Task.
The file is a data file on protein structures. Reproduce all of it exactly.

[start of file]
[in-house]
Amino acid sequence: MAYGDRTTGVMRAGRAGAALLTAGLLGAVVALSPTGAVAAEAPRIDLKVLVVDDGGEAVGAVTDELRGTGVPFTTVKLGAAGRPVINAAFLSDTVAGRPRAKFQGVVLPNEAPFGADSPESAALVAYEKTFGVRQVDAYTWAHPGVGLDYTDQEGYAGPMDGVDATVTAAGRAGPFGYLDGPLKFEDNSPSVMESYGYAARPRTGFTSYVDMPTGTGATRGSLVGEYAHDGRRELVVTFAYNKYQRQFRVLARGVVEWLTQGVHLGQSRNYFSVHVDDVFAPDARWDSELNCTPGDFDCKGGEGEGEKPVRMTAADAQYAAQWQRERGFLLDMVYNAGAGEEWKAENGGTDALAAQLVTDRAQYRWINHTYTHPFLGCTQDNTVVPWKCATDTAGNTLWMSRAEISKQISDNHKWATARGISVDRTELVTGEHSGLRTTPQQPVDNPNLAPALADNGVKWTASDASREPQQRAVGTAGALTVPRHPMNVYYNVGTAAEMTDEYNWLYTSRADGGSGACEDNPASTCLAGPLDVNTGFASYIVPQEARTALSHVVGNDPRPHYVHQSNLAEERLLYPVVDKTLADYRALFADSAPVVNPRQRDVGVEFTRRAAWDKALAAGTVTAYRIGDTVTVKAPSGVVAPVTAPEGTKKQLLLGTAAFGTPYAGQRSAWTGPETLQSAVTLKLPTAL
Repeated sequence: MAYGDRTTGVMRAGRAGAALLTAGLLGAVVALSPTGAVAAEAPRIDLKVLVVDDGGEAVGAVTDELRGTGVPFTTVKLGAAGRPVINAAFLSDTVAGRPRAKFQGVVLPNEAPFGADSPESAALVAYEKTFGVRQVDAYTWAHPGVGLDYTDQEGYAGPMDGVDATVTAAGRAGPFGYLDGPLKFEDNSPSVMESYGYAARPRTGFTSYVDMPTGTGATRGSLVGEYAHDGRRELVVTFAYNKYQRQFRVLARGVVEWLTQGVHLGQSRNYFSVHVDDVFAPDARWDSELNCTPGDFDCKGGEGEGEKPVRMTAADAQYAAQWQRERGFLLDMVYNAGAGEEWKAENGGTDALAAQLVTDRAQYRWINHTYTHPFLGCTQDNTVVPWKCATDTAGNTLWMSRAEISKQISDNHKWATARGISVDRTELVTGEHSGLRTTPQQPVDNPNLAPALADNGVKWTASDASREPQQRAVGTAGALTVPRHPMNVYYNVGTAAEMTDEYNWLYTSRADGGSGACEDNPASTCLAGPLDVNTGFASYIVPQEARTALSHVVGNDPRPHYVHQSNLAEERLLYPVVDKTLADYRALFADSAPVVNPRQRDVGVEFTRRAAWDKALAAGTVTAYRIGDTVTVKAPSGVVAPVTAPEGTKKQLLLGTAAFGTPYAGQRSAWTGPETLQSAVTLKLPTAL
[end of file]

[in-house]
Amino acid sequence: MAYGDRTTGVMRAGRAGAALLTAGLLGAVVALSPTGAVAAEAPRIDLKVLVVDDGGEAVGAVTDELRGTGVPFTTVKLGAAGRPVINAAFLSDTVAGRPRAKFQGVVLPNEAPFGADSPESAALVAYEKTFGVRQVDAYTWAHPGVGLDYTDQEGYAGPMDGVDATVTAAGRAGPFGYLDGPLKFEDNSPSVMESYGYAARPRTGFTSYVDMPTGTGATRGSLVGEYAHDGRRELVVTFAYNKYQRQFRVLARGVVEWLTQGVHLGQSRNYFSVHVDDVFAPDARWDSELNCTPGDFDCKGGEGEGEKPVRMTAADAQYAAQWQRERGFLLDMVYNAGAGEEWKAENGGTDALAAQLVTDRAQYRWINHTYTHPFLGCTQDNTVVPWKCATDTAGNTLWMSRAEISKQISDNHKWATARGISVDRTELVTGEHSGLRTTPQQPVDNPNLAPALADNGVKWTASDASREPQQRAVGTAGALTVPRHPMNVYYNVGTAAEMTDEYNWLYTSRADGGSGACEDNPASTCLAGPLDVNTGFASYIVPQEARTALSHVVGNDPRPHYVHQSNLAEERLLYPVVDKTLADYRALFADSAPVVNPRQRDVGVEFTRRAAWDKALAAGTVTAYRIGDTVTVKAPSGVVAPVTAPEGTKKQLLLGTAAFGTPYAGQRSAWTGPETLQSAVTLKLPTAL
Repeated sequence: MAYGDRTTGVMRAGRAGAALLTAGLLGAVVALSPTGAVAAEAPRIDLKVLVVDDGGEAVGAVTDELRGTGVPFTTVKLGAAGRPVINAAFLSDTVAGRPRAKFQGVVLPNEAPFGADSPESAALVAYEKTFGVRQVDAYTWAHPGVGLDYTDQEGYAGPMDGVDATVTAAGRAGPFGYLDGPLKFEDNSPSVMESYGYAARPRTGFTSYVDMPTGTGATRGSLVGEYAHDGRRELVVTFAYNKYQRQFRVLARGVVEWLTQGVHLGQSRNYFSVHVDDVFAPDARWDSELNCTPGDFDCKGGEGEGEKPVRMTAADAQYAAQWQRERGFLLDMVYNAGAGEEWKAENGGTDALAAQLVTDRAQYRWINHTYTHPFLGCTQDNTVVPWKCATDTAGNTLWMSRAEISKQISDNHKWATARGISVDRTELVTGEHSGLRTTPQQPVDNPNLAPALADNGVKWTASDASREPQQRAVGTAGALTVPRHPMNVYYNVGTAAEMTDEYNWLYTSRADGGSGACEDNPASTCLAGPLDVNTGFASYIVPQEARTALSHVVGNDPRPHYVHQSNLAEERLLYPVVDKTLADYRALFADSAPVVNPRQRDVGVEFTRRAAWDKALAAGTVTAYRIGDTVTVKAPSGVVAPVTAPEGTKKQLLLGTAAFGTPYAGQRSAWTGPETLQSAVTLKLPTAL